How to Make PERFECT Moka Pot Coffee Every Time



If your Moka Pot Coffee is dull or bitter, it might be because you’re doing it wrong. Get some great coffee beans and your Moka Pot and make some amazing …

48 Comments

  1. Video is quite fancy and well-shot but… Not quite useful. A lot of mistakes that will make coffee probably okay for people from US but for Europeans – weak, bitter or watery. 1. Grind. Oh… The chunks are so big that it won’t make a good coffee. Espresso fine grind (like You would usually see when you open pack of preground Lavazza)- what MUST be used for moka coffee. 2. Heat is so freaking high that coffee bursts away from moka… The higher the heat, the faster water flows trough the coffee and the less flavorful cup it will make. Moka coffee should always be put on low heat, as it slows down the speed of the flow. 3. A lot of “blond water” – when the coffee changes color from brown/black to blonde stop the heat immediately and serve the coffee or stop extraction by pouring cold water over moka water tank 4. Too much water in water tank. Some people prefer their coffee to be drip-like, but moka is not about weak coffee… it’s stovetop home espresso maker. That’s why if you preheat the water you should pour less water in tank in order not to make “watery coffee”

  2. nice video! I have a question, sometimes I grind my coffee manually and then put it into the filter. I tried to weight it just for curiosity and it seems that sometimes I put 18 grams and others I put almost 20 grams. but I've just realized that with 18 g it's better (because water goes up easily). I supposed that somehow I pressed more coffee sometimes and that changes a lot (probably because the grind it's not exactly the same). What do you think? should I change something else to get a better cup of coffee?

  3. If you see water spouting like that at the end, you waited too long to remove the moka pot from the heat. You have to remove it when you see the liquid turning blonde and it is still flowing, bubbles just forming. Next you should have a bowl with cold water prepared in advance, so you don't need to go to the sink with the very hot and bubbling moka pot. It saves time, it is safer and stops the process faster. I would use an electric grinder for coffee. Thank you for your video.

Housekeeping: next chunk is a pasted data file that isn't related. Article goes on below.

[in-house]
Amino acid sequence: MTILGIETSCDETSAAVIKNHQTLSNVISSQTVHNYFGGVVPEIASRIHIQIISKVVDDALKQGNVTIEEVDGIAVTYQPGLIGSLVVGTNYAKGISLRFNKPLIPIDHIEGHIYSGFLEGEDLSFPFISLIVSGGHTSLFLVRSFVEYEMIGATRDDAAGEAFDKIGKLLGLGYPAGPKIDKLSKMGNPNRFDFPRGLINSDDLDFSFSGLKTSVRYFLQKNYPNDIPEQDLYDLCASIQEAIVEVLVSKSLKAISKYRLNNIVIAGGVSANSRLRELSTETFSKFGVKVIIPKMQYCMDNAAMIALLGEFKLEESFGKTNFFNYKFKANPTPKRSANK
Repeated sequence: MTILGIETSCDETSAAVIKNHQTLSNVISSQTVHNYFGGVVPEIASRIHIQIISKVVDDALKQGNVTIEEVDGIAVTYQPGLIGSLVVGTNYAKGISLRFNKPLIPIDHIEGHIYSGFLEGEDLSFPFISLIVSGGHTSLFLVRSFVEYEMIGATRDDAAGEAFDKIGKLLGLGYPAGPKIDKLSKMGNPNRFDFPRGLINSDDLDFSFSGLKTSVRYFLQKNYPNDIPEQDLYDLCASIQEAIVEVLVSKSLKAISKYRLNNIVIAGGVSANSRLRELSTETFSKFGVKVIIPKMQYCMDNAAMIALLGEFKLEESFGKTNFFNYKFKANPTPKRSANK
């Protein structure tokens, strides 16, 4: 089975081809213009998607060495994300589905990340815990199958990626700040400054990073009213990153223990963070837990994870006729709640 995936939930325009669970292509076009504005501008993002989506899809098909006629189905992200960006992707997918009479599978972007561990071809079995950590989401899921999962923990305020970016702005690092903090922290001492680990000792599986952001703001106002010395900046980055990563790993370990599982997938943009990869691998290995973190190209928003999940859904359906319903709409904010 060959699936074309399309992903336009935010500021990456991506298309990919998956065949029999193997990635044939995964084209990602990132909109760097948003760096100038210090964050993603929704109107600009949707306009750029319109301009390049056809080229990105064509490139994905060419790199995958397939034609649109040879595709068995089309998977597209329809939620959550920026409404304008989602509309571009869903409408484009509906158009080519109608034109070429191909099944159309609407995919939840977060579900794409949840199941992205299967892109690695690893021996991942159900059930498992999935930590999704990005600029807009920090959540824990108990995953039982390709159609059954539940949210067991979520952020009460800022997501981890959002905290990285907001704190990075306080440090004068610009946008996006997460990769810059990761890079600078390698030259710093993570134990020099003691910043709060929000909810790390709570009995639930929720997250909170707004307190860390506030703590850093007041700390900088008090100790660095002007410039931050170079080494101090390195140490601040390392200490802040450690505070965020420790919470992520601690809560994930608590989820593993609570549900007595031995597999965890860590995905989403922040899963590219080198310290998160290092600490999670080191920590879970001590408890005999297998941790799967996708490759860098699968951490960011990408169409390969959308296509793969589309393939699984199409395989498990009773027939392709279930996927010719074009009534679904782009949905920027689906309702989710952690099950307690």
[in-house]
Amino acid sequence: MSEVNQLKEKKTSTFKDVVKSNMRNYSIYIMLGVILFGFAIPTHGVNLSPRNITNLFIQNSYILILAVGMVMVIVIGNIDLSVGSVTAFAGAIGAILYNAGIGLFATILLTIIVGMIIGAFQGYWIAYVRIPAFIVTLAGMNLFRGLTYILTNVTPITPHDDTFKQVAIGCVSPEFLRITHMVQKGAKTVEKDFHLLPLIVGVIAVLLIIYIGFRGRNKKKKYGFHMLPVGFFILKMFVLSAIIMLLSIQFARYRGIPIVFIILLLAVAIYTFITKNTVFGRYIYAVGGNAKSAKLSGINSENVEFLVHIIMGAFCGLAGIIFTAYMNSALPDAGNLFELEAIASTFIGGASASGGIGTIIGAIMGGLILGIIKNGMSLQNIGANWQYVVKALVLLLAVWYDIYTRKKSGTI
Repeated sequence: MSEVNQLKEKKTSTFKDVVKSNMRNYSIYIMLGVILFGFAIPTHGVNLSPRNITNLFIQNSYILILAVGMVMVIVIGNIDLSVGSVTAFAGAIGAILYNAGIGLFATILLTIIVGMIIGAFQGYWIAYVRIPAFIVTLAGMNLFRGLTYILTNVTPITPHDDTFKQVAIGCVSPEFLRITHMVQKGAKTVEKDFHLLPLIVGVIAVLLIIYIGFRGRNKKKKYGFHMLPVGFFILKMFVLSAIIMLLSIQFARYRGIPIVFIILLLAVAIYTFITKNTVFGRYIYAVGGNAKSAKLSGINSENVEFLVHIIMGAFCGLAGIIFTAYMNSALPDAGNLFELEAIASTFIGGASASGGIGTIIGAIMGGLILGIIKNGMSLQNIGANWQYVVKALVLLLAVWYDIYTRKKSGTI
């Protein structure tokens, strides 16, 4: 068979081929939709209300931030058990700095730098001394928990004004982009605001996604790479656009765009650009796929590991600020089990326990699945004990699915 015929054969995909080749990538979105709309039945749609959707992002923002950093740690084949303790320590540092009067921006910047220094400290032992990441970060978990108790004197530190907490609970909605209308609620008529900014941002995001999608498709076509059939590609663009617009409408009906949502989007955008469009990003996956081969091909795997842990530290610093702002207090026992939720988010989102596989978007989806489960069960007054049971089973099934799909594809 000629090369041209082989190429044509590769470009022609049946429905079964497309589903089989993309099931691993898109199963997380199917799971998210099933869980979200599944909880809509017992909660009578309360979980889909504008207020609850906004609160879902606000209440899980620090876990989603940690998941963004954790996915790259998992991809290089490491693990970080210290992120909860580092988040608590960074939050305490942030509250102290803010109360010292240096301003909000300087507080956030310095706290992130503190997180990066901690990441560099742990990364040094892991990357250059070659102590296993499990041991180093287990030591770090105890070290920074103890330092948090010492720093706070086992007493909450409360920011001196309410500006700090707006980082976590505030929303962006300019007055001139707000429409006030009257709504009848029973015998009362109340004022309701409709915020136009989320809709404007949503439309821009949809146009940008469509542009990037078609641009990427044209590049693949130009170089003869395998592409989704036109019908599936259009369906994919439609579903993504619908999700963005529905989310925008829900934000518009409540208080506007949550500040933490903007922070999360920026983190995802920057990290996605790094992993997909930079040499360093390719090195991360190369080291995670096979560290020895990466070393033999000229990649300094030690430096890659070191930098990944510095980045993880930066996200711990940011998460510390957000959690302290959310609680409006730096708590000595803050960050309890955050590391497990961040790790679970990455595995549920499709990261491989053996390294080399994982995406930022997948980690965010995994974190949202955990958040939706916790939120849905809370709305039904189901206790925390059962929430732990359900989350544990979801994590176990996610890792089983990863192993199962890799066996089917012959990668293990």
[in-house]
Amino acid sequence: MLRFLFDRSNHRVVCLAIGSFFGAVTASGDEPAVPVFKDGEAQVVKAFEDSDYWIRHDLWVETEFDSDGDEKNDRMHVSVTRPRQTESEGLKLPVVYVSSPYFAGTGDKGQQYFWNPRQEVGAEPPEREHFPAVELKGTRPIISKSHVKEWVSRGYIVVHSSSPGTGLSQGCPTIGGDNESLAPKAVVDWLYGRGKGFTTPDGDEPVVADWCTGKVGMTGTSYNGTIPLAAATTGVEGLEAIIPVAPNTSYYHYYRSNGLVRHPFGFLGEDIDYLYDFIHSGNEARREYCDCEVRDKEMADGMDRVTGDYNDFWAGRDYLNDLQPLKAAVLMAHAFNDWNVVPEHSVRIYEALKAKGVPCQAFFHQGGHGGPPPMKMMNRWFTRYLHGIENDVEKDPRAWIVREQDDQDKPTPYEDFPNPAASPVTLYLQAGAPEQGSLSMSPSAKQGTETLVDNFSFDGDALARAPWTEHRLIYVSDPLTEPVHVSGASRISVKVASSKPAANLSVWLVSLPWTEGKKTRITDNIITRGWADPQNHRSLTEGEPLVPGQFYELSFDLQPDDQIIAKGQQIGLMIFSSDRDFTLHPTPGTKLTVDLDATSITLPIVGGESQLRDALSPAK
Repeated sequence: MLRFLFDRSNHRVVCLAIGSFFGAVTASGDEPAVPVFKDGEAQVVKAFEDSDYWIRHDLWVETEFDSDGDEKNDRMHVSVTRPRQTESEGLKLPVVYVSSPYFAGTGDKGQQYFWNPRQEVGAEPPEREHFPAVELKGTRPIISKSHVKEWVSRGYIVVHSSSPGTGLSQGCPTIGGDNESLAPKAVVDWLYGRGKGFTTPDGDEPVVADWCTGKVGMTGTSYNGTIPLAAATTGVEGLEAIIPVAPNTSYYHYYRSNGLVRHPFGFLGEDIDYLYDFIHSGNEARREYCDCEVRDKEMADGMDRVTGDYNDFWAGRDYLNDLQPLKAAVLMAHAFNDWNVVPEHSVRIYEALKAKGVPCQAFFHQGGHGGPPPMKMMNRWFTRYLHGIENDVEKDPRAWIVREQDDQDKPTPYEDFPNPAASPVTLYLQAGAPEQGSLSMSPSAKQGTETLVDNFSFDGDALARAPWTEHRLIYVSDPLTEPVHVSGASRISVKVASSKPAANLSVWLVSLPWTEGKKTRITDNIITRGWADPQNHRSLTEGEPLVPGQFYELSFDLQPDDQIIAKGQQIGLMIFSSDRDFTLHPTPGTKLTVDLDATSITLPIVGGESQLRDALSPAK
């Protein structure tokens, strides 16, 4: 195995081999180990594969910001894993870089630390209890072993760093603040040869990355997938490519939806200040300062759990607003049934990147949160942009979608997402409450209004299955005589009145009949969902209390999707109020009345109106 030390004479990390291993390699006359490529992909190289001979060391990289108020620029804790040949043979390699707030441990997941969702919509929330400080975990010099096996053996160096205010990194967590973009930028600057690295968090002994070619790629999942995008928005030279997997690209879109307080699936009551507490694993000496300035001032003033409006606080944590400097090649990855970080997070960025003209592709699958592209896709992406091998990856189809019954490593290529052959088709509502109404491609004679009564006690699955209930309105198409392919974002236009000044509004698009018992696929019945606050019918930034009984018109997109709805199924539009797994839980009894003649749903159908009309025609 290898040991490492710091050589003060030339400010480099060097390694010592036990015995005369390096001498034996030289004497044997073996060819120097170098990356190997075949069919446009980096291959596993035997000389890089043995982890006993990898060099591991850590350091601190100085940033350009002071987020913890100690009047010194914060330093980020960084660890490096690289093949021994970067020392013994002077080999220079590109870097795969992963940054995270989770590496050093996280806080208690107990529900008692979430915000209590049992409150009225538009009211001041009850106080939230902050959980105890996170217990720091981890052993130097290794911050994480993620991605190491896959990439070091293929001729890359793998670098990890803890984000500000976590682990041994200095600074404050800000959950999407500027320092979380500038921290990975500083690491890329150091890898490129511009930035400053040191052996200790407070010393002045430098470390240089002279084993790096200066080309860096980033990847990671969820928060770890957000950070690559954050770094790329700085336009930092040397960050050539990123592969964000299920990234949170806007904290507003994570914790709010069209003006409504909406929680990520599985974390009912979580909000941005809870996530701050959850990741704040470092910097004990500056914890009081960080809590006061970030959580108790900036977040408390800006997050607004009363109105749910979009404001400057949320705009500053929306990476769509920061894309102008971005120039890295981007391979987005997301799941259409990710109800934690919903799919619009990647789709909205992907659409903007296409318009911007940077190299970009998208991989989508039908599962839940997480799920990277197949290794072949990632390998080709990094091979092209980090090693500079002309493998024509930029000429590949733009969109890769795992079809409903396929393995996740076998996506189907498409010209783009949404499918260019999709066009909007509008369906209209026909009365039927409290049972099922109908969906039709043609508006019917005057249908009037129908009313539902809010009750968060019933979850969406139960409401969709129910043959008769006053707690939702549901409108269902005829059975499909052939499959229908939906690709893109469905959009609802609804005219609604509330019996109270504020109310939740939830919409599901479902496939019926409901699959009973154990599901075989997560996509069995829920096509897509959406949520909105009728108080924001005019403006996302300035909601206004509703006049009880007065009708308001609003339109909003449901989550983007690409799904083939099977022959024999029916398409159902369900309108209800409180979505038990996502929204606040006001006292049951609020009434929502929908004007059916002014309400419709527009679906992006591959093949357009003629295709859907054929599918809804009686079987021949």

4. Hey man, great video. I use induction cooker. Is cast iron ok as a substitute to a diffuser? I dont want to spend money for a diffuser that im gonna use only during everytime I brew.

    Thanks

  5. I've been using my pot for years but I've never put hot water into it and never cooled it under a tap afterwards. I'll give it a try for my morning coffee tomorrow. My coffee often has a bitter edge to it so maybe I've been doing it wrong all these years. Cheers for the video

  6. Should I fully filled the funnel with coffee for 1 person ? And how much water should I use for it ? Today is the first time I tried. I fully filled coffee and filled water till safety valve. By the way my moka pot is 3 cups model.

  7. You've settled in my mind about pre-heating the water, I've tried both hot and cold water. I think the coffee tastes a little smoother with the hot water. I just bought a Bialetti, 3 cup, pot. I like the ritual involved in making the coffee, it has a "mad scientist" kind of alchemy to the process. I'm still kind of a novice with using the pot but your video really helped.

  8. So I am trying to follow this perfectly every time my coffee comes out extremely burnt. I've tried changing most everything, but I'm wondering if it's my electric oven possibly? Is the heat top wildly powerful or something? Anyone got any ideas?

  9. I found this video useful, and it got me on my way to making great coffee with my Moka Pot. Thanks. However, after doing some more research and experimentation, I've come up with some slight changes that give me a perfect cup every time; never bitter. I don't preheat the water because it is challenging to get the top screwed on tight without burning your hand. Second, as soon as the coffee begins to emerge, I reduce the heat. Third, BEFORE the coffee starts spurting, I quench the pot in a pan of cold water to immediately stop the process. This prevents over-extraction.

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